Created by one of popular music’s most charismatic and vital figures, the 1975 album “Blood on the Tracks” helped to demolish all past preconceptions of Bob Dylan’s carefully crafted public image while hurtling him to the commercial forefront of music yet again. And it excels at making grown men (me) cry.
Before “Blood on the Tracks” became one of the most critically acclaimed albums of all time, Dylan had to endure a long creative hiatus. It seemed that the bard of the ’60s was not showing up to the studio with inventive material like “Mr. Tambourine Man” anymore. By this point, Dylan had left behind his folk-rock popularity and had entered the ’70s with little to nothing new to share with his adoring fans.
The early ’70s had Dylan covering dusty folk tunes, crafting uneven soft-rock and finding new ways to tick off his dedicated fan base. Don’t get me wrong, I personally feel that this period has a strong amount of extremely great and consistent moments. The casual fans and record labels at the time could care less about commercial and perceived creative mediocrity, though.
The mixture of poor album sales, a hefty break from touring and an inability to be ahead of a new creative curve like he was a decade prior meant that Dylan was not exactly gaining any new fans. If anything, he was losing them. The commercial expectations put on Dylan’s curly-haired head were simply too monumental for middle-of-the-road covers and poorly-received albums.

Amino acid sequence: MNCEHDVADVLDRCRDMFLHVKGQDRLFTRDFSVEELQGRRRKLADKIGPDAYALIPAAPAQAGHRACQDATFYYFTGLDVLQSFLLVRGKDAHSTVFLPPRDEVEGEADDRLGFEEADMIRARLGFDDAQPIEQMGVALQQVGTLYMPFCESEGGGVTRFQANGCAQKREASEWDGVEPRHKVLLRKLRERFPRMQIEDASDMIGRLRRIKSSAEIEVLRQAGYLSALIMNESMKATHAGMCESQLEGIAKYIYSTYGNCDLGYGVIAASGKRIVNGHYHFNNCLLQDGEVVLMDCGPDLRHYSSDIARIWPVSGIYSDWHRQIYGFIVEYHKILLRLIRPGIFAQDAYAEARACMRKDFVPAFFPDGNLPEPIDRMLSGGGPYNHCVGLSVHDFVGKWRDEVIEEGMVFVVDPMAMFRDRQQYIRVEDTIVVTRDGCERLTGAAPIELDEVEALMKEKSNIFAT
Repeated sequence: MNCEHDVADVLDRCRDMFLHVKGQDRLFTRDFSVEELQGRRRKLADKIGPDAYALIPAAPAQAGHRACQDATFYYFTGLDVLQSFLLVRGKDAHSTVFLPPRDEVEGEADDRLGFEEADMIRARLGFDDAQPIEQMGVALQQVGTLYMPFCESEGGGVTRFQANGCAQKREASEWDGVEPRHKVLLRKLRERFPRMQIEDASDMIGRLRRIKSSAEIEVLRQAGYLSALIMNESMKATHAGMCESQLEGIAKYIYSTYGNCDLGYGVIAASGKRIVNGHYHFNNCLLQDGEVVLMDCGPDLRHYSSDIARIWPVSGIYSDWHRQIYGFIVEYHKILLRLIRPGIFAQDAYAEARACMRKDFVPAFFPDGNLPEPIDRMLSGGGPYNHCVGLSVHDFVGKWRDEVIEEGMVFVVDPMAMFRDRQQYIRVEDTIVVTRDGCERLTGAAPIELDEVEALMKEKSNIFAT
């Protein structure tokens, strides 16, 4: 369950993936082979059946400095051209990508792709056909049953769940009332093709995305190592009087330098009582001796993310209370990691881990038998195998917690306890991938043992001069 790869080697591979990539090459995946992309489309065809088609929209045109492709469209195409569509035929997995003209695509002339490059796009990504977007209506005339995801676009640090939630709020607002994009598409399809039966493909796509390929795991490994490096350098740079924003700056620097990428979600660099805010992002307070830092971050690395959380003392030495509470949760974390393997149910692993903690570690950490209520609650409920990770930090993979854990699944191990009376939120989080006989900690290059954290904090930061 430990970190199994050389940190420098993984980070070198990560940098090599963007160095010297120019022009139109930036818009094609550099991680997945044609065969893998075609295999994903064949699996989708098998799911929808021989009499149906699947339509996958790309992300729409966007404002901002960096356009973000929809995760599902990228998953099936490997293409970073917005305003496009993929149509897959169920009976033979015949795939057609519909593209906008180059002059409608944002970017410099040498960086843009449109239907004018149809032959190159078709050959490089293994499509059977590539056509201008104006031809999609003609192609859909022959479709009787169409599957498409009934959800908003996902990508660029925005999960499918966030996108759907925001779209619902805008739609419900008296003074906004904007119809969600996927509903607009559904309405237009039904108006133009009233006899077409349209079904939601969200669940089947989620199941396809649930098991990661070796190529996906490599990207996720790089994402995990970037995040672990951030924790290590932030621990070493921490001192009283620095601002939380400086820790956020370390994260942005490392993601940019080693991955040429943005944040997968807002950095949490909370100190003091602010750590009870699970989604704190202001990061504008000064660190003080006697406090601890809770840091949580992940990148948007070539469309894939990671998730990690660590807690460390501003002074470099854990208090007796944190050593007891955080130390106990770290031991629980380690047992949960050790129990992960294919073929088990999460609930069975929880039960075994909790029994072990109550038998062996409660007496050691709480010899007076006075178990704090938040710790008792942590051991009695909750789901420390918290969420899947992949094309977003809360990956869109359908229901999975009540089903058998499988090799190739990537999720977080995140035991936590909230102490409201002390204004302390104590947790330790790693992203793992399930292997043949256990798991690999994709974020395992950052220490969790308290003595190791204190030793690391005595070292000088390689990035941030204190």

Apart from his creative lull, Dylan was going through marital troubles behind the scenes. Dylan was never one to turn away an interested partner, and it seemed like he was finally paying the price of his polygamous practices. Dylan’s wife at the time, Sara Dylan, was understandably moving towards divorcing him.
The divorce devastated Dylan beyond measure. So much so that for the first time in his illustrious career, Dylan was writing pretty exposing lyrics about the deteriorating relationship with his soon to be ex-wife. Even in the past, Dylan’s most personal lyrics were shrouded in poetic nuances meant to keep man and lyrics separate. Dylan decided to double-down and continue the separate relationships that were the causes of the divorce, going as far as to include material based on these affairs for the album.
The material set for Dylan’s new album was looking to be the most personal and telling of his career, which nobody following him at the time could have expected after numerous years of mainstream creative silence.
The songs found on “Blood on the Tracks” reveal more about Dylan’s inner being than any other work had in his career up to that point. For a man who worked so hard to be disconnected from the songs he made, releasing an album of deeply personal, tell-all divorce songs hit just as hard as you’d think.